For the Love of the Sutras

Attributed to Patanjali, the Yoga Sutras were compiled a few hundred years before the Common Era and are essentially the bible of yoga. I love them, because they are old yet still apply to the modern world. I love that they are succinct and specific. I love the feeling I get when I chant them, and I love that my life has changed for the better because of them. I am in awe of the sutras, and they inspire me.

My teacher A.G. Mohan, a student of the late great father of modern yoga Krishnamacharya, instilled in me a deep sense of appreciation for each and every word of each and every sutra. In Sanskrit, sutra means string or thread. Imagine a tapestry like the ones hanging at the Metropolitan Museum of Art or at the Vatican. If you stand too close, you can’t see the entire picture. If you stand too far away, you can’t see the individual stitches. It is like this with the sutras. We need to get close enough to see each sutra for what it is, understand what each word means in context, how the sutra relates to the one that came before and how it flows into the one that comes next, so that we can step away and understand the sutras as a complete system.

What then is this system of yoga? It is psychology, philosophy, even religion if you want it to be. Yoga is an internal, personal investigation into the mind in terms of what is true, what is real, and what is the purpose of a human existence. It is a deep dive into the age-old question, “What is the meaning of life?” And the first four sutras give us the answer:

Atha yoga anushasanam
Yogash chitta vritti nirodhah
Tada drashtuh svarupe avasthanam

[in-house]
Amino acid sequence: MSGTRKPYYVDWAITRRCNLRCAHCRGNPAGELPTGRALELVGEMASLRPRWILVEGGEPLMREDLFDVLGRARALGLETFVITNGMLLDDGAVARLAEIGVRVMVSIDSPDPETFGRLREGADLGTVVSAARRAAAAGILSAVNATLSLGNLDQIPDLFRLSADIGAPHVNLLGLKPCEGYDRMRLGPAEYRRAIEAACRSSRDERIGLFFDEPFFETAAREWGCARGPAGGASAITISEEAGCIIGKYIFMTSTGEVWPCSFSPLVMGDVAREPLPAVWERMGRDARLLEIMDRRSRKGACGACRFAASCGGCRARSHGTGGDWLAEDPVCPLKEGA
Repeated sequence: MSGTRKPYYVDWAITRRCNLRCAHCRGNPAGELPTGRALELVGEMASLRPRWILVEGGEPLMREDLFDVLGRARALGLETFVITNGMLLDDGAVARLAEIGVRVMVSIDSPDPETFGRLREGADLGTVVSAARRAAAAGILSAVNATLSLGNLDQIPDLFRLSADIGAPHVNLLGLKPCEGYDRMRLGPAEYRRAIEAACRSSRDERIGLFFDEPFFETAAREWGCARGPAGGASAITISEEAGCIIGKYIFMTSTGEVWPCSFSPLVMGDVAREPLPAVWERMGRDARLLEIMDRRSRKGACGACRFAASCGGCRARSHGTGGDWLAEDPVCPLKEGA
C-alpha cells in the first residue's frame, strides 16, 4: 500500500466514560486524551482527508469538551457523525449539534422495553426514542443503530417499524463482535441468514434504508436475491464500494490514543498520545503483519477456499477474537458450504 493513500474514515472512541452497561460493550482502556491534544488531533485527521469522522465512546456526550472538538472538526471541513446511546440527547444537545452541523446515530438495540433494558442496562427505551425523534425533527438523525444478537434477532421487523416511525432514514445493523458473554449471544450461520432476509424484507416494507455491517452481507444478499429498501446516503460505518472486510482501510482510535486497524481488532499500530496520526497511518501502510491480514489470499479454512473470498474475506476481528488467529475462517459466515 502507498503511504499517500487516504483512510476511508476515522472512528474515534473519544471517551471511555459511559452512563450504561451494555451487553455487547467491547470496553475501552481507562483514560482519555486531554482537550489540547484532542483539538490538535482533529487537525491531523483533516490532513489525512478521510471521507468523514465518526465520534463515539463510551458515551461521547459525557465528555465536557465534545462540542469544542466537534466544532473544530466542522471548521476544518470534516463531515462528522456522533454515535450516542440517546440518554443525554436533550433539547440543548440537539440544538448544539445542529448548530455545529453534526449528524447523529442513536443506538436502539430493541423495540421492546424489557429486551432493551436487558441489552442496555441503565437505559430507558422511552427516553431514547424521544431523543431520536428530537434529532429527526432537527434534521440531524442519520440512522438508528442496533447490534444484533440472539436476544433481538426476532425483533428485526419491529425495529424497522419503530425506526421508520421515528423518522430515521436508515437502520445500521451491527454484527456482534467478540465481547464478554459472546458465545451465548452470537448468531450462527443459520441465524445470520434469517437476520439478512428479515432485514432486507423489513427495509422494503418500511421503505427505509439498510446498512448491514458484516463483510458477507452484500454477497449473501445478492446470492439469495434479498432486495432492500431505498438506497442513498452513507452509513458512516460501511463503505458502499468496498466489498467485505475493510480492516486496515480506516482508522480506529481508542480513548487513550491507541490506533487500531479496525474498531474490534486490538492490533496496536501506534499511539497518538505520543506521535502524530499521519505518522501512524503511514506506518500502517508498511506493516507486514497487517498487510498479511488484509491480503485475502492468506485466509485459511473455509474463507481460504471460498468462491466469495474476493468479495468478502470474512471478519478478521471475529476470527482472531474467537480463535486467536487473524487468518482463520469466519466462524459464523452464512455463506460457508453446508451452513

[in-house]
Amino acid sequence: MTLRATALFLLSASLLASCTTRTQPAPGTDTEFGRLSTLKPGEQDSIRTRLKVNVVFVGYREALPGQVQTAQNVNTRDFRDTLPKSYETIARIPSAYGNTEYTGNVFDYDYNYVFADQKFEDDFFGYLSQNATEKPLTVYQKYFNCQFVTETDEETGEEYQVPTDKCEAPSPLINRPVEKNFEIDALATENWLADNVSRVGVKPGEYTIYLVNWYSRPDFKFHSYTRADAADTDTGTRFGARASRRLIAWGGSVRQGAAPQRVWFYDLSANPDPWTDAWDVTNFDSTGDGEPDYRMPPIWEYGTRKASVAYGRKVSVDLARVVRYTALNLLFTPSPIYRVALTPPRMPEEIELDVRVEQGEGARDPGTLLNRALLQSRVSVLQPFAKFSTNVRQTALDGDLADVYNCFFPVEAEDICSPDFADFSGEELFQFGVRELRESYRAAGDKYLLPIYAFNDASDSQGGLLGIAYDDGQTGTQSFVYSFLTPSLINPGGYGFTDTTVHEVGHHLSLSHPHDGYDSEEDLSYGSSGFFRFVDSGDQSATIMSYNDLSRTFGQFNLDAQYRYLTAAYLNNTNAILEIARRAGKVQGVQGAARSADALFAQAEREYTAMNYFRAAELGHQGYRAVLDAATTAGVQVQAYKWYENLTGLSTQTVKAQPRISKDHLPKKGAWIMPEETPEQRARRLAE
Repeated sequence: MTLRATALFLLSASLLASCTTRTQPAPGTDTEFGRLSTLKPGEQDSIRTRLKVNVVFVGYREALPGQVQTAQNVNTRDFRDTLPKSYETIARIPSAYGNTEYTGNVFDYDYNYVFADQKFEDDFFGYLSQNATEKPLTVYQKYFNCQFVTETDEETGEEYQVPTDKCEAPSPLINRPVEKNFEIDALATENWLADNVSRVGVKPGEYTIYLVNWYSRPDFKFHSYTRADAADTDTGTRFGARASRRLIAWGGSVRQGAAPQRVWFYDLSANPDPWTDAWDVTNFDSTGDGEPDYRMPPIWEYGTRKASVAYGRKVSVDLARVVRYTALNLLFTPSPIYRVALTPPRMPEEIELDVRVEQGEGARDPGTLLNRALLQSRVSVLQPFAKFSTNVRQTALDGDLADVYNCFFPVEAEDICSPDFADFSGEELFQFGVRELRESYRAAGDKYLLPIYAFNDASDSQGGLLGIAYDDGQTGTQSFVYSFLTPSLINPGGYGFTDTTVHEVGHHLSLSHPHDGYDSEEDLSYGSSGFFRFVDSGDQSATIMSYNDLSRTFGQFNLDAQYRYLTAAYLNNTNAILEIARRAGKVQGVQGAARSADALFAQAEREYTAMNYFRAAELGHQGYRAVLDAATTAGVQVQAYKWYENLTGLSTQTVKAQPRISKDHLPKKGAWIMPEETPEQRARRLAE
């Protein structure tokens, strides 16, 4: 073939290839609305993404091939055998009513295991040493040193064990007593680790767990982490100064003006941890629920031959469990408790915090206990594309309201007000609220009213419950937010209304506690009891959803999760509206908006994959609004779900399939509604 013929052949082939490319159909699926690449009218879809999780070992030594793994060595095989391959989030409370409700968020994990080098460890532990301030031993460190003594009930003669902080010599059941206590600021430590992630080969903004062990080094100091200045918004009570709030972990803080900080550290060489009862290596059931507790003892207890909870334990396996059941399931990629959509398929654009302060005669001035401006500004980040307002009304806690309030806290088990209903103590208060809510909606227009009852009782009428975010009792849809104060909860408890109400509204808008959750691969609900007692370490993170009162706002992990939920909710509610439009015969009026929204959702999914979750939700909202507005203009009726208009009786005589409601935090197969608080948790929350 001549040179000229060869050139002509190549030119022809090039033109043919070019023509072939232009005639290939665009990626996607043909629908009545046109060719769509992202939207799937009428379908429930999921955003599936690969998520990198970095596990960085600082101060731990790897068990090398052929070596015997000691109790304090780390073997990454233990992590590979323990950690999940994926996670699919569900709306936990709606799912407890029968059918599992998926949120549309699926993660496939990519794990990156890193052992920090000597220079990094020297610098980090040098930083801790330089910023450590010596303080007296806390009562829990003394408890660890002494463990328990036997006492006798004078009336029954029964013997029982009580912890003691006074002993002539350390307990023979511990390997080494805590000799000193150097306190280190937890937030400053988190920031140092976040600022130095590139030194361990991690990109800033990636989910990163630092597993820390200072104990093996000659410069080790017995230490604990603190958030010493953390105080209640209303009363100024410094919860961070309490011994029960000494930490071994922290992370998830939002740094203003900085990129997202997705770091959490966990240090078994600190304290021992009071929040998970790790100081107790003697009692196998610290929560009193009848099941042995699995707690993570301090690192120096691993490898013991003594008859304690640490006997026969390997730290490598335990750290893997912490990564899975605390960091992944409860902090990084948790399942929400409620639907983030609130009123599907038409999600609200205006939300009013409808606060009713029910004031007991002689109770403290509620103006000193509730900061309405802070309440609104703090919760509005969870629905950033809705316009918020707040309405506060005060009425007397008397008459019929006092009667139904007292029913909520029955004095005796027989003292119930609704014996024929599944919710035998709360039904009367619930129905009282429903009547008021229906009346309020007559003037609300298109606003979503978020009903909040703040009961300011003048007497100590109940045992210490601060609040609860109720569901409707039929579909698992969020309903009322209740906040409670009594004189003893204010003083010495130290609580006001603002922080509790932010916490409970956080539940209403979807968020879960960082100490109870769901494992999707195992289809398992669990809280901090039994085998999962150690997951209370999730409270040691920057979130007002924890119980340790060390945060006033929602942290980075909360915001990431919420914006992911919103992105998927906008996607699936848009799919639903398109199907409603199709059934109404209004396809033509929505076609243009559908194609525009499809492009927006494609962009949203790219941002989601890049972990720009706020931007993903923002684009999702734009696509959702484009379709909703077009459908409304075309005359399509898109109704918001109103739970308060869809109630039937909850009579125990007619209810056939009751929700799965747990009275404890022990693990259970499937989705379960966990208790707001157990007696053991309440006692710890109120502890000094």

Vritti sarupyam itaratra

Patanjali vows that now, based on personal, transcendental experiences studying and following scriptures, the teachings of yoga will begin. Yoga is the control of the activities of the field of the mind. Then, in that moment of control, the Self is realized and we stand in our true nature. This is Self-realization and our true nature is peace. At other times, when not in that state, we stand in our thoughts and so it appears that we are our thoughts.

That’s it. That is the entire point of the text – to keep the mind under control. When we are able to keep a thought of our choosing in our mind and allow it to be there continuously, we have full control over our internal state. This creates our reality, which in turn dictates the quality and meaning of our life.

Think about it. Our reality is not the web of tangled thoughts that constantly whirl through our heads like, “Should I buy another pair of yoga pants? Will I ever be able to do a handstand? Should I call her back and repeat myself because I am not sure if I made myself clear? What time is that meeting? Will I be able to get to my son’s school on time for pick up? Where should we go on our next date night? Speaking of dates, do I have enough for my smoothie in the morning?”

Do you see what I am talking about? If that was all there was to life, then the Yoga Sutras would not have survived all of these years. When I actively choose the thought to have in my mind, like “I am love,” and keep that thought there, I stand in my true nature. I am not, in that moment, mistaking my Self for those thoughts.

While it sounds simple, it is not easy and, in 192 more sutras, Patanjali offers a systematic method for controlling the activities of the mind. We learn about what kinds of thoughts we have, strategies that will help us to focus our minds, how to attain more subtle levels of understanding of our minds and the powers we attain from this kind of focus, and ultimately how to become completely free.

This is why I love the sutras, and I believe that we are incredibly lucky that such a profound system has survived through the ages. Peace is possible in this life, and Patanjali has given us a path to follow.